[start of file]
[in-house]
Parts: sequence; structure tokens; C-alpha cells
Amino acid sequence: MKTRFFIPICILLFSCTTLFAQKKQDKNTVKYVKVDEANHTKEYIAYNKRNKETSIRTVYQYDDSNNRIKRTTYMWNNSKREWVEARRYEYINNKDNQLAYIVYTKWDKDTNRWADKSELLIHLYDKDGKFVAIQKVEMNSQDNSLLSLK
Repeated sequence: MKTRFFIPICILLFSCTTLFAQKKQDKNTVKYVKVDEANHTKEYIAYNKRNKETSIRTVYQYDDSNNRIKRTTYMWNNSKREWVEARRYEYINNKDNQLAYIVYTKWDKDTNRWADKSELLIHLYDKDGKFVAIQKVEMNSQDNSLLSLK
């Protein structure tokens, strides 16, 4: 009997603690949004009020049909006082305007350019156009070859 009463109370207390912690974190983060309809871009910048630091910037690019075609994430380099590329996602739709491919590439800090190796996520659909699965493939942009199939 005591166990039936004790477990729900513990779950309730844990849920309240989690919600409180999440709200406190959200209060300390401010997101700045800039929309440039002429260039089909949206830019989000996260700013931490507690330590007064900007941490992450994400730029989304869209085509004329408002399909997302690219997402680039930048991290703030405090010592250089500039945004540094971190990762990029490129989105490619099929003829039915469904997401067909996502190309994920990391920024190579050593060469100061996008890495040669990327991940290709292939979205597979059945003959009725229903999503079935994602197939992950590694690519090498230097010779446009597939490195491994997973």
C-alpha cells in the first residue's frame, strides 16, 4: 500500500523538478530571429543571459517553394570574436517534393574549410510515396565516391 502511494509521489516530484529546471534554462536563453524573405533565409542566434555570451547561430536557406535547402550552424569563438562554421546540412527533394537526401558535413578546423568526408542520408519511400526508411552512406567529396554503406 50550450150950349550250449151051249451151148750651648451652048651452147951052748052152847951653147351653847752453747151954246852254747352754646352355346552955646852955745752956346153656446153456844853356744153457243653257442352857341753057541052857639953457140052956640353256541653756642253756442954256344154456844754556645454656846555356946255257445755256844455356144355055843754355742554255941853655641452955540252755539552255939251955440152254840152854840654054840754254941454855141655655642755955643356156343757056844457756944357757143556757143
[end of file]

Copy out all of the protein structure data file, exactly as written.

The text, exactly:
[in-house]
Parts: sequence; structure tokens; C-alpha cells
Amino acid sequence: MKTRFFIPICILLFSCTTLFAQKKQDKNTVKYVKVDEANHTKEYIAYNKRNKETSIRTVYQYDDSNNRIKRTTYMWNNSKREWVEARRYEYINNKDNQLAYIVYTKWDKDTNRWADKSELLIHLYDKDGKFVAIQKVEMNSQDNSLLSLK
Repeated sequence: MKTRFFIPICILLFSCTTLFAQKKQDKNTVKYVKVDEANHTKEYIAYNKRNKETSIRTVYQYDDSNNRIKRTTYMWNNSKREWVEARRYEYINNKDNQLAYIVYTKWDKDTNRWADKSELLIHLYDKDGKFVAIQKVEMNSQDNSLLSLK
């Protein structure tokens, strides 16, 4: 009997603690949004009020049909006082305007350019156009070859 009463109370207390912690974190983060309809871009910048630091910037690019075609994430380099590329996602739709491919590439800090190796996520659909699965493939942009199939 005591166990039936004790477990729900513990779950309730844990849920309240989690919600409180999440709200406190959200209060300390401010997101700045800039929309440039002429260039089909949206830019989000996260700013931490507690330590007064900007941490992450994400730029989304869209085509004329408002399909997302690219997402680039930048991290703030405090010592250089500039945004540094971190990762990029490129989105490619099929003829039915469904997401067909996502190309994920990391920024190579050593060469100061996008890495040669990327991940290709292939979205597979059945003959009725229903999503079935994602197939992950590694690519090498230097010779446009597939490195491994997973």
C-alpha cells in the first residue's frame, strides 16, 4: 500500500523538478530571429543571459517553394570574436517534393574549410510515396565516391 502511494509521489516530484529546471534554462536563453524573405533565409542566434555570451547561430536557406535547402550552424569563438562554421546540412527533394537526401558535413578546423568526408542520408519511400526508411552512406567529396554503406 50550450150950349550250449151051249451151148750651648451652048651452147951052748052152847951653147351653847752453747151954246852254747352754646352355346552955646852955745752956346153656446153456844853356744153457243653257442352857341753057541052857639953457140052956640353256541653756642253756442954256344154456844754556645454656846555356946255257445755256844455356144355055843754355742554255941853655641452955540252755539552255939251955440152254840152854840654054840754254941454855141655655642755955643356156343757056844457756944357757143556757143